Guy Gabriele, who will soon close Cafe Pierre in order to reopen in a joint venture with Chef Michael Fiorelli. Photo by Chelsea Sektnan
One of the landmarks of downtown Manhattan Beach is about to disappear – Café Pierre, which opened in 1978, will soon shut down and be transformed into a new restaurant.
Owner Guy Gabriele started the restaurant as a modest crêperie, gradually transitioned it into a local favorite for stylish California-French dining, and in time he brought in his daughter Sylvie, who also owns Farm Stand in El Segundo. The two will remain involved in the new venture along with new partner Michael Fiorelli, formerly of Mar’Sel at the Terranea Resort.
“We’ve been in business thirty-six years, and it’s time to change,” explained Guy Gabriele. “We had only two chefs during the entire time at Café Pierre – the current one was sous-chef for the previous one, so there has been continuity. We are going to do a different concept, and it’s going to be really cool…”
Guy is reluctant to give details about the new concept, but Chef Fiorelli has described the concept as “neighborhood Italian in the style of Los Angeles dining.” Guy met Fiorelli, who worked at some of the top restaurants on the East Coast before moving to California, and they bonded thanks to a common passion for food. As Guy describes it, “I met Michael through Mar’Sel, and we clicked. I got to know him, and I respected his skill and his passion. It’s very important that he’s someone who’s a team player – very often chefs are great cooks but don’t work well with other people. We met very many times before we said ‘Let’s do this together.’ There are things we have both been doing that are rare in this area – I’ve been making my own charcuterie for years, and so has he.”
Guy repeated several times that some things won’t change. “My daughter and I will still be involved – she knows this business and will be at the forefront, I’ll be more in the background. We are keeping the core of the staff, though some of them will move into different jobs and some of them will be transferred to Zazou (Gabriele’s restaurant in Redondo). We don’t want to lose people who are good, who are used to working together. Michael was very impressed by our kitchen crew, so we’re keeping that team together. We’re working on the plans, and I’m going to have them all approved before we close. I don’t want to give any precise dates yet, or even the name before we get the trademark approvals, but we’ll probably close around the end of February. It will probably take two, maybe two and a half months to complete.”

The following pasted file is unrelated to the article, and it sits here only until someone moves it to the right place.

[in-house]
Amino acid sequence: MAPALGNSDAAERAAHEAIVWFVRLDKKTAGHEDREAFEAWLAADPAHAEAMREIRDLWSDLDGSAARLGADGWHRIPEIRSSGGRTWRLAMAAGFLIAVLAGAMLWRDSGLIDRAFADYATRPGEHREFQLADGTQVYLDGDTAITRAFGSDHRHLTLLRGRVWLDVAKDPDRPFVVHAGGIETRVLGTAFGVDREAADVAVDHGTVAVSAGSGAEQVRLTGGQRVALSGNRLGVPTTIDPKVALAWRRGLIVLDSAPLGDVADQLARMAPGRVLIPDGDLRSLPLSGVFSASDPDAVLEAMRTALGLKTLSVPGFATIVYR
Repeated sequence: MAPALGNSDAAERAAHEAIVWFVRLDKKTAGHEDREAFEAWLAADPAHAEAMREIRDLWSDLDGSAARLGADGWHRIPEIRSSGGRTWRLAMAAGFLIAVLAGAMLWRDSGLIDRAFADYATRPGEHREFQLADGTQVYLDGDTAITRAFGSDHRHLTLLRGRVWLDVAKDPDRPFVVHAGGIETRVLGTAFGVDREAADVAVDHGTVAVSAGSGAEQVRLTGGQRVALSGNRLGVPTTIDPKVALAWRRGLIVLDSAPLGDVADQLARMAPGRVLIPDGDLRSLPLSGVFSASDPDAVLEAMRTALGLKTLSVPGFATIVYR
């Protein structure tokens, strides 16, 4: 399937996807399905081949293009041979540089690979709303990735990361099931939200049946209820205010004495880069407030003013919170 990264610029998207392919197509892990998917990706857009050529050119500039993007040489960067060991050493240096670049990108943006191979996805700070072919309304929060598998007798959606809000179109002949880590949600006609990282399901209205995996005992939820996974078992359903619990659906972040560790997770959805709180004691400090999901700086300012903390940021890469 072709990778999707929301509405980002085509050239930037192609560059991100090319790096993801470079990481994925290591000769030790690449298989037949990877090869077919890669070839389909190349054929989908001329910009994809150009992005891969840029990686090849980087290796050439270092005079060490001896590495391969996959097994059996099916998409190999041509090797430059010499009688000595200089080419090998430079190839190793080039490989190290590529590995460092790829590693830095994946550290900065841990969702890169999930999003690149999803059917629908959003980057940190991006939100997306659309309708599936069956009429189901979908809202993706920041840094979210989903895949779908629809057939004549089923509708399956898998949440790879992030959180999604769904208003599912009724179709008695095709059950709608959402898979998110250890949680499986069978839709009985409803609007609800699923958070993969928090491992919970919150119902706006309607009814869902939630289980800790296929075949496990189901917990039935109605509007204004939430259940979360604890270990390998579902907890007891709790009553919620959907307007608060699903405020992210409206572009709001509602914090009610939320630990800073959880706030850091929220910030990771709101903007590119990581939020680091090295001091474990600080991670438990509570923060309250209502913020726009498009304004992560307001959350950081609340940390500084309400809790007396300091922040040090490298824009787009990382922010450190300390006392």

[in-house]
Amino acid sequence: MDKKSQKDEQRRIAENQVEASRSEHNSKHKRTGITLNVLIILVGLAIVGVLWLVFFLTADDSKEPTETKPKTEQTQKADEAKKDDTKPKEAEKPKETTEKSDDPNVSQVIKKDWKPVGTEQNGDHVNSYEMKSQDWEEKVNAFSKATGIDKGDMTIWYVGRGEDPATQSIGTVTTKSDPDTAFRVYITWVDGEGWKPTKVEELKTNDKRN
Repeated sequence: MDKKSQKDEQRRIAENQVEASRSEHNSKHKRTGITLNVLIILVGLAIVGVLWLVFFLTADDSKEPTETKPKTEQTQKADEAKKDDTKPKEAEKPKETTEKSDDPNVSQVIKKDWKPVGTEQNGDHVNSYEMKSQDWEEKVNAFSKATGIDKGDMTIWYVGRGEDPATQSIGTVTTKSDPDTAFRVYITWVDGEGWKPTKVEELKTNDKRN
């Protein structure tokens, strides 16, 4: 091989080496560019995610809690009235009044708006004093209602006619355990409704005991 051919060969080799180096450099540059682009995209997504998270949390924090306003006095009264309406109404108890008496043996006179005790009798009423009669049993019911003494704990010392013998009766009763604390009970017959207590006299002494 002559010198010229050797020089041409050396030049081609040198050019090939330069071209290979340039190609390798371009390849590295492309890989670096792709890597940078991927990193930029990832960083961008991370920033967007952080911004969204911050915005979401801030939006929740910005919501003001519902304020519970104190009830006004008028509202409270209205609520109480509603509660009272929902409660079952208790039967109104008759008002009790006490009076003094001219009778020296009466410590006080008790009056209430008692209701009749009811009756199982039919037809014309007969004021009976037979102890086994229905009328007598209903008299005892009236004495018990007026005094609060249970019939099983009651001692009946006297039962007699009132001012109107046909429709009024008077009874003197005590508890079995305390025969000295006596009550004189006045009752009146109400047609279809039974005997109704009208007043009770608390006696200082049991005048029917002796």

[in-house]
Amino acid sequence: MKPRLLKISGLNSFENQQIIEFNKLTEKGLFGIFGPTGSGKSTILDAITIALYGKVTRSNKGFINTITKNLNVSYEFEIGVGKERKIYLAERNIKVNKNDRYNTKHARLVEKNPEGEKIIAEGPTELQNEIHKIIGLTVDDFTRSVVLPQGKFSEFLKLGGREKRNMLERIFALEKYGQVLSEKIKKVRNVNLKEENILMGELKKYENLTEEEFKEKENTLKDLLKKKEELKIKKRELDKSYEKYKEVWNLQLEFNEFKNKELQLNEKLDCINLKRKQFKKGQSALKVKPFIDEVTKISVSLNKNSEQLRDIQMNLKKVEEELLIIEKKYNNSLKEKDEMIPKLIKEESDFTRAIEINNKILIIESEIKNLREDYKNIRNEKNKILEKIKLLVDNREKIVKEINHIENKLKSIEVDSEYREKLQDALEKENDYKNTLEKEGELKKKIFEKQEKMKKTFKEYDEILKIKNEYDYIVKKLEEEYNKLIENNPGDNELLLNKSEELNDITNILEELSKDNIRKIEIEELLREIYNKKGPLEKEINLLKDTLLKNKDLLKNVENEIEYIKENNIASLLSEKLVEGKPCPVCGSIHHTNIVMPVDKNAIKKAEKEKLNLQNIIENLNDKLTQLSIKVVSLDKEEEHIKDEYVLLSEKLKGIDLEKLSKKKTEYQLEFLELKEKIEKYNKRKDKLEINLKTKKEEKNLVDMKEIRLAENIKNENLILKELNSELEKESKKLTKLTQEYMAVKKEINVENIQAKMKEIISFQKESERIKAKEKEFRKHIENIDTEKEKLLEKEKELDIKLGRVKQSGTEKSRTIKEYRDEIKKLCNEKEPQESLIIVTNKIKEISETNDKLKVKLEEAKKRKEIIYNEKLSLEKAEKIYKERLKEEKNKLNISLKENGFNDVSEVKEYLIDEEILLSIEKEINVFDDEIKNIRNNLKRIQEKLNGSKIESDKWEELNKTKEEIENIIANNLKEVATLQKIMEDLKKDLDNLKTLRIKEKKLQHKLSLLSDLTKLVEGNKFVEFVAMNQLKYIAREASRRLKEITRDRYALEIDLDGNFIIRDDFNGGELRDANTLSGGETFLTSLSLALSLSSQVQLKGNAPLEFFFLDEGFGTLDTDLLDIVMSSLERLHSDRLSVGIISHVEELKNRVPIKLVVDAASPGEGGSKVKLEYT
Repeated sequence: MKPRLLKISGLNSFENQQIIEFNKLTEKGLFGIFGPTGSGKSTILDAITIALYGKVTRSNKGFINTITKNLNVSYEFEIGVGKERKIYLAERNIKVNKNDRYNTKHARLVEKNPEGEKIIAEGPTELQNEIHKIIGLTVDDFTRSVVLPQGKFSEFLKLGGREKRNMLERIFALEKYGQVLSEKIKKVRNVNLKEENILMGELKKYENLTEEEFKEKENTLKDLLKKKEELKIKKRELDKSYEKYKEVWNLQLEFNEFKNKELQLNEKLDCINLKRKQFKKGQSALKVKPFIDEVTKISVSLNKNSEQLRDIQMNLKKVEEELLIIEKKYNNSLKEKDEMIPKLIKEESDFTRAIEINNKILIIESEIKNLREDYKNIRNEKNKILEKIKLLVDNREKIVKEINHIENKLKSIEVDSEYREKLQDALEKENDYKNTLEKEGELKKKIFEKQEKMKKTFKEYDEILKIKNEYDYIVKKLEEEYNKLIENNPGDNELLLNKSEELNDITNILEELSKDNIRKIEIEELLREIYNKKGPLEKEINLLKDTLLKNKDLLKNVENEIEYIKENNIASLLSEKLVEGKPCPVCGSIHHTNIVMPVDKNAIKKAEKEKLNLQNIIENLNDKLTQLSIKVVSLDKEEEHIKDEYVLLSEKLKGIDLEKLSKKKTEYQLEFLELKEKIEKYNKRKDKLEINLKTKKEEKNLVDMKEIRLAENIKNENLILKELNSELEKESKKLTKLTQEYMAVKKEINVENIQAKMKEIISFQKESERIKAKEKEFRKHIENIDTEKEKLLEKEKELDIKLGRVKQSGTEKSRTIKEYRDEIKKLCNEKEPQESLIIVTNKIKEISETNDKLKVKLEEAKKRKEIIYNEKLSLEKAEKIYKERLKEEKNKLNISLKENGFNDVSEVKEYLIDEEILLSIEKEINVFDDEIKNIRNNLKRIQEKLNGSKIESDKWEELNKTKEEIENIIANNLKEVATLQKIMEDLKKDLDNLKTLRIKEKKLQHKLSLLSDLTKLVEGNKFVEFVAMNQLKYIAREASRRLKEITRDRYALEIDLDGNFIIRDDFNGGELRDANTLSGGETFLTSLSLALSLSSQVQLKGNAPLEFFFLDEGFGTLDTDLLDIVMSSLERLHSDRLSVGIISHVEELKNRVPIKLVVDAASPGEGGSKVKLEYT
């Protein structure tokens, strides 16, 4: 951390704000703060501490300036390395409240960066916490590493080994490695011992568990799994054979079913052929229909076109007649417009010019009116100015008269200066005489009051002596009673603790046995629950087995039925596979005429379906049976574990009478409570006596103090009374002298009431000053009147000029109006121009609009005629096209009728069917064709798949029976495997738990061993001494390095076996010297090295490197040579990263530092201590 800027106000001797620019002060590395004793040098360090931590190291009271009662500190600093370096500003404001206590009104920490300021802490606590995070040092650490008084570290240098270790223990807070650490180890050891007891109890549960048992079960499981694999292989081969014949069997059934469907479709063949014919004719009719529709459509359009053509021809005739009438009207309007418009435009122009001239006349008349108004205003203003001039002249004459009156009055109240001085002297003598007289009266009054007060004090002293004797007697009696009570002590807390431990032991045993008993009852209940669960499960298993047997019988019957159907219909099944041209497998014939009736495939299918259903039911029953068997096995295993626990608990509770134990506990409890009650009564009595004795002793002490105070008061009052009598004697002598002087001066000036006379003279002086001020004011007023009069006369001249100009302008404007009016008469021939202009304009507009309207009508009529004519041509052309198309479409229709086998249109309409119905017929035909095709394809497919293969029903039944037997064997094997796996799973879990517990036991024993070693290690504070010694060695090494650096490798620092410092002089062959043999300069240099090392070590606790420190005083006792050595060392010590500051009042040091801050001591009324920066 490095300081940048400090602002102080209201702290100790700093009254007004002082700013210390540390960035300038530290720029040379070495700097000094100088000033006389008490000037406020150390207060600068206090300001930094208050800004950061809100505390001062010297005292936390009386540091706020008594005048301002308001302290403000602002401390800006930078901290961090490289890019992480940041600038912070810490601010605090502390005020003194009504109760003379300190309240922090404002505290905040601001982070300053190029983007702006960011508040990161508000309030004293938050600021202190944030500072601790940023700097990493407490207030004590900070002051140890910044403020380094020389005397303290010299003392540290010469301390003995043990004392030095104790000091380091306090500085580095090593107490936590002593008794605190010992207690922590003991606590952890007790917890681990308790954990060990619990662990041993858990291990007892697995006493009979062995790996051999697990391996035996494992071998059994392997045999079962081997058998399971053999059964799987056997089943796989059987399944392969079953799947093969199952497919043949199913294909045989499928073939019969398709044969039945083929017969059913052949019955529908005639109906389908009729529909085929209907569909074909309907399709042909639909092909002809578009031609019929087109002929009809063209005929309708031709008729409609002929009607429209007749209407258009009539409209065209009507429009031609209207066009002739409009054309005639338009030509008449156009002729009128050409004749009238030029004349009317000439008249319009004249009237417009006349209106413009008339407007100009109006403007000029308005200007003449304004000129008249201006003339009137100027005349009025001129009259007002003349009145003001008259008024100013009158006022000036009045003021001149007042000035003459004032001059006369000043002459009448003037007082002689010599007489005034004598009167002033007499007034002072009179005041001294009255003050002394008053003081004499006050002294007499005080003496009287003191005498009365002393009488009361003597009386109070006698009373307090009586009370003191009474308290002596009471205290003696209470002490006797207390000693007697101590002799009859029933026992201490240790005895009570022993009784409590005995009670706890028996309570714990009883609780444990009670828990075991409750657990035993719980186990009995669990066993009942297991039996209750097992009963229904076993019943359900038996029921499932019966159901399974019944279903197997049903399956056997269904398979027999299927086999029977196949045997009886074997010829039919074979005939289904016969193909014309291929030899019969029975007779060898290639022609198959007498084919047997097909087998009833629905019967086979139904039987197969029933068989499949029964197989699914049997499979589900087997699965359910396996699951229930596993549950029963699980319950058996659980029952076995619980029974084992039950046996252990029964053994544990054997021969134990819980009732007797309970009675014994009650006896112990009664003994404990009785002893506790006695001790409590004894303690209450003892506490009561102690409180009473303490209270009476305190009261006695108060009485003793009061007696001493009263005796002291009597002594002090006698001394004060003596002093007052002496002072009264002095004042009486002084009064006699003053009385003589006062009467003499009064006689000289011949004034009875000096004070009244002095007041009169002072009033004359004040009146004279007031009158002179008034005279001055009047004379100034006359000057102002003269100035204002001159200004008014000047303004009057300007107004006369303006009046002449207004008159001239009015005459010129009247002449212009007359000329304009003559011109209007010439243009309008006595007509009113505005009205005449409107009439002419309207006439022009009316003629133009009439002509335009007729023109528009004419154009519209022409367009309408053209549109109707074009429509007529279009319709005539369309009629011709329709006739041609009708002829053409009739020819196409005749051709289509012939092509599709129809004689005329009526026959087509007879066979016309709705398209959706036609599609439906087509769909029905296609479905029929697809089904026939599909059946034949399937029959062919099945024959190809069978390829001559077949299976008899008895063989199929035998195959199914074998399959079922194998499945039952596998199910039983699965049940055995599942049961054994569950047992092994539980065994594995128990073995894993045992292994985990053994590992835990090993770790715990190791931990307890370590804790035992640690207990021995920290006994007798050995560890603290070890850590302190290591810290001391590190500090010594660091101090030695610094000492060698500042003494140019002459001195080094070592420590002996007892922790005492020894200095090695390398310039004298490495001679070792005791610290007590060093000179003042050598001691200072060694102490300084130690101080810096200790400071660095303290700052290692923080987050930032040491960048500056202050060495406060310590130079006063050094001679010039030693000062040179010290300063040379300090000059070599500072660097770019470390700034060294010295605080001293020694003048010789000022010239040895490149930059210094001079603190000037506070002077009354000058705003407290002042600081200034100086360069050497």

Café Pierre offers rustic items from Provence that are seldom seen even on Parisian menus. Pictured is grilled octopus with marble pee wee potatoes and olive oil, veal sweetbreads with roasted carrots and parmesan jus, and slow cooked pork short ribs with roasted fingerlings broccolini and sherry vinegar jus. Photo by Chelsea Sektnan
However the restaurant changes, the loss of the Café Pierre name and style will be a blow to local tradition. When Café Pierre moved into a space that previously housed a liquor store, the only French restaurants in the South Bay were very formal, and Guy Gabriele’s restaurant was most locals’ first encounter with casual, informal French food. As he explained, that was deliberate.
“I remember there were restaurants like Chalet de France, good places but they gave the wrong image of French cuisine and culture. In France you eat in relaxed bistros with amazing food, and then I came here and saw restaurants that were pompous and had an attitude. I worked in places like that, and I always said that I will never, never conduct business that way. The way they treated the personnel, the attitude toward the customer… Instead of going there and relaxing, you were uptight.”
As Café Pierre matured the cuisine diversified – with Gabriele’s enthusiastic approval they experimented with French techniques and Latin fusion. They also did theme nights – Latin, Italian, even Moroccan, and ran the first program of wine tasting dinners in Manhattan Beach. The restaurant was briefly closed for a makeover about a decade ago, but reopened with the same staff and menu; this change will be more comprehensive.
Since Café Pierre will still be open in this incarnation for a while, Guy anticipates that a lot of customers will be stopping in to reminisce about past meals and sample the menu one more time. “A lot of people are probably going to come here for some more meals in this environment – I think we’re going to be very busy once the word gets out.”